How to make better decisions

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Presentation by Prof. Francesca Gino of Harvard Business School at Planning-ness 2013

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  • Title
  • Title
  • How to make better decisions

    1. 1. Copyright © President & Fellows of Harvard CollegeSidetracked:Why Our Decisions Get Derailed, and HowWe Can Stick to the PlanFrancesca GinoHarvard Business SchoolEmail: fgino@hbs.eduTwitter: @francescagino
    2. 2. Not According to PlanForces we donot perceiveare going tomatter
    3. 3. In 2004: case study on Ducati Motorcycleracing team (Ducati Corse)• Long (and successful) history of racing• Until 2003: never raced in the Grand Prix circuit (“MotoGP”)• Being a newcomer: set low expectations• Team director: 2003 would be a learning season for the team• Very specific measures designed to facilitate learning (e.g., detailedtracking of bike performance, creating a group focused specifically onanalyzing race data, post-race debriefs, etc.)Surprisingly, Ducati Corse performed much better thanthey (or anyone else) expected during the 2003 season• Finished season 2nd overall in the team standingsAn Example
    4. 4. Learning took a distinct back seat to winning• Copious amount of data collected, little of it analyzed• One team member noted, “(…) Our 2003 season was, in some way,too successful. So, our strategy was we ride, we go home, and we donot need to analyze the data. It was not important to have informationat that point.”• 2004 bike completely redesigned• More than 60% of the 915 individual components of the new bike weretotally different and could not be interchanged with the previousversionResult? Worse performance in the 2004 season and manystruggles in the races, especially at firstAn Example (cont’ed)
    5. 5. FORCES FROM WITHIN• Factors that reside in both our mindsand our hearts, and exist because ofour very nature of being humanFORCES FROM OURRELATIONSHIPS• Factors that characterize ourrelationships and interactions withothersFORCES FROM THE OUTSIDE• Factors that characterize the contextin which we operateFactorsDerailing OurDecisions
    6. 6. Copyright © President & Fellows of Harvard CollegeForces From Within
    7. 7. Rate YourselfUsing PERCENTILES, compare yourself relative toother people in this room on the followingdimensions:1. My ability to make good decisions2. My ability to get along well with other people3. My ability to listen to the perspective of other people4. My intelligence5. My ability to negotiate effectively6. My ethicality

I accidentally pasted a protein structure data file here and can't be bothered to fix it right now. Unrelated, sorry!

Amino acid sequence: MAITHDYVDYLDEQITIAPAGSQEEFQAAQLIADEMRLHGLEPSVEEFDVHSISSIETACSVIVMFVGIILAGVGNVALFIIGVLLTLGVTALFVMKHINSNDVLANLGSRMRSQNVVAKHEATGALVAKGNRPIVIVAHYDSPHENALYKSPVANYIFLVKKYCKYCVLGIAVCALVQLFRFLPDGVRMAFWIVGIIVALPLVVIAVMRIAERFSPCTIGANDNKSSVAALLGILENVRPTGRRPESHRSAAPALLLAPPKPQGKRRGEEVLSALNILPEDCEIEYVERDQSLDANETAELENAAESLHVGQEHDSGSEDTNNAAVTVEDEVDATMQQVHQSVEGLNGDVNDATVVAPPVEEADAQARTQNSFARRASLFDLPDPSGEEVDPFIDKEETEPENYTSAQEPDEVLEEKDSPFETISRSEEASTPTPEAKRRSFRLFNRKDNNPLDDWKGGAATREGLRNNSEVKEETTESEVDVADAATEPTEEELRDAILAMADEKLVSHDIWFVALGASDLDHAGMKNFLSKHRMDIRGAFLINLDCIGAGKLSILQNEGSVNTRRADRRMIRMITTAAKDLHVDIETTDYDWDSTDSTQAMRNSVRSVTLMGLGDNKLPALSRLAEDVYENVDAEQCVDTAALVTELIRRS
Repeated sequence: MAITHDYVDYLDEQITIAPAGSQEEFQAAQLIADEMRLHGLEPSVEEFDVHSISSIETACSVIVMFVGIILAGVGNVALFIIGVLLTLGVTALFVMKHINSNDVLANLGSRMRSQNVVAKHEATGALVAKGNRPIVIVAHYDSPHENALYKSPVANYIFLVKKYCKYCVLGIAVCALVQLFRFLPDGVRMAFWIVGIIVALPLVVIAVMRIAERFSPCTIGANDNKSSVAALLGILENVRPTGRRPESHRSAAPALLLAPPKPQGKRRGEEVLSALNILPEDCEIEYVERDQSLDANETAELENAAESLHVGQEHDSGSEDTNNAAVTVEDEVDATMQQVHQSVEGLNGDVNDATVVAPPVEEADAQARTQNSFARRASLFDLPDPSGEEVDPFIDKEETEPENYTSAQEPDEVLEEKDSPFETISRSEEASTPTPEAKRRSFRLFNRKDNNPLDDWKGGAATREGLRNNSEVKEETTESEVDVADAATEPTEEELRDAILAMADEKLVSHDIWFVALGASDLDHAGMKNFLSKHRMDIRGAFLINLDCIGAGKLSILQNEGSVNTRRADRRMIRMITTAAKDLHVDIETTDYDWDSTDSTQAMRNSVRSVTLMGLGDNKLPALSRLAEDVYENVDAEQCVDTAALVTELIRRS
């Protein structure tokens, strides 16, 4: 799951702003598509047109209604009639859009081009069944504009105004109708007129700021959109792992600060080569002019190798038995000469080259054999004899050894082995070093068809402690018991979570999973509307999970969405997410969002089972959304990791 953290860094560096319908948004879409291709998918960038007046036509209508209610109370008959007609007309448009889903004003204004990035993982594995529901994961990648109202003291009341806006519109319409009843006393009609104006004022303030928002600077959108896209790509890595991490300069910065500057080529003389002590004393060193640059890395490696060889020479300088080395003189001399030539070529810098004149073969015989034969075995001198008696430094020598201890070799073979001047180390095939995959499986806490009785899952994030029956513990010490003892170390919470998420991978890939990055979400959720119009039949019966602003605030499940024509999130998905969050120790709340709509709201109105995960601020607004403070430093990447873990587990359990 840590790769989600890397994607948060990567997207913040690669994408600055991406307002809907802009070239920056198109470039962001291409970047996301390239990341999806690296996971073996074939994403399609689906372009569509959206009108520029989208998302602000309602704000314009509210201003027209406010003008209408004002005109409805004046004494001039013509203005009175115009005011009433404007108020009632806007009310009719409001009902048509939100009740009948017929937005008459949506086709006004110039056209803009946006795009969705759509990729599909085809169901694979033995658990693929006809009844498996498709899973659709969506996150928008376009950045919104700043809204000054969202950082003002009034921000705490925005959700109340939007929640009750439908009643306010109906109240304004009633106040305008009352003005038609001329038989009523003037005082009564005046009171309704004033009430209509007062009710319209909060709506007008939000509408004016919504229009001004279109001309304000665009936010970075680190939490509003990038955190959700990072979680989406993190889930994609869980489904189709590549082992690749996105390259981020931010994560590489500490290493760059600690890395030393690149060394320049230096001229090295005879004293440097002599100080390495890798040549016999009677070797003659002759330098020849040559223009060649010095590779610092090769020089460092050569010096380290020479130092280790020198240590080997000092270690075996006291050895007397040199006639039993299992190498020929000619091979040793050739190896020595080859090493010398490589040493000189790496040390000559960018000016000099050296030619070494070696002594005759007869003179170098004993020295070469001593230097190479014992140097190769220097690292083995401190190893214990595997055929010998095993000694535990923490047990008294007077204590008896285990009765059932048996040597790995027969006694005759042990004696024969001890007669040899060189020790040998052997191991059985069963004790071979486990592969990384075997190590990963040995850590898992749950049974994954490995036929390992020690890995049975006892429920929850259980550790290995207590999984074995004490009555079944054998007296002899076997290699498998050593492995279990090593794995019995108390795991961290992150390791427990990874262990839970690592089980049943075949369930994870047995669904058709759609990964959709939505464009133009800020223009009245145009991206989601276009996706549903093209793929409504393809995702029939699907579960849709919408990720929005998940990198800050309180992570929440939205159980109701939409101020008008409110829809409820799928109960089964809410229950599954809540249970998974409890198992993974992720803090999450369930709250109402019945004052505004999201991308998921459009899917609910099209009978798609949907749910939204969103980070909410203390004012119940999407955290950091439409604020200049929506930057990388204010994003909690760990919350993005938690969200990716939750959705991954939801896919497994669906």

8. 8. Respondents asked who’s likely to get to heaven?• Bill Clinton 52%• Michael Jordan 62%• Mother Teresa 79%• Themselves 87%US News Survey
    9. 9. There are certainly benefits to having a positive view of who weare and what we can accomplish thanks to our knowledge and IQBut having inflated beliefs can also lead to problems• E.g., in many types of competitive decision-making contexts:• If entrepreneurs believe they are savvier than the competition,they are likely to make overly risky business decisions.• If CEOs believe they’re smarter than other executives at theirlevel, they will plunge ahead with ill-advised mergers andacquisitions.• Implications for advice taking.Force #1: Inflated Self-Views
    10. 10. Raise your awarenessBecause our views of how capable and competent we areas individuals are often overly positive, we rely too muchon our own information. By raising your awareness, youcan keep your self-views in check and recognize whenthey may be taking you off track.Principle to Counteract Inflated Self-views
    11. 11. FORCES FROM WITHIN• Inaccurate Self-Views• Infectious Emotions• An Overly Narrow FocusFORCES FROM OURRELATIONSHIPS• Lack of Perspective Taking• Insidious Social Bonds• Salient Social ComparisonsFORCES FROM THE OUTSIDE• Irrelevant Information• Subtle Changes in Framing• Ambiance and OpportunityFactorsDerailing OurDecisions
    12. 12. FORCES FROM WITHIN• Inaccurate Self-Views• Infectious Emotions• An Overly Narrow FocusFORCES FROM OURRELATIONSHIPS• Lack of Perspective Taking• Insidious Social Bonds• Salient Social ComparisonsFORCES FROM THE OUTSIDE• Irrelevant Information• Subtle Changes in Framing• Ambience and OpportunityFactorsDerailing OurDecisions
    13. 13. Example #1
    14. 14. A Field Study
    15. 15. Signature at thebottom:Signature at the top:~23,671 miles~26,098 milesA Field StudyDifference:~2,500 miles per car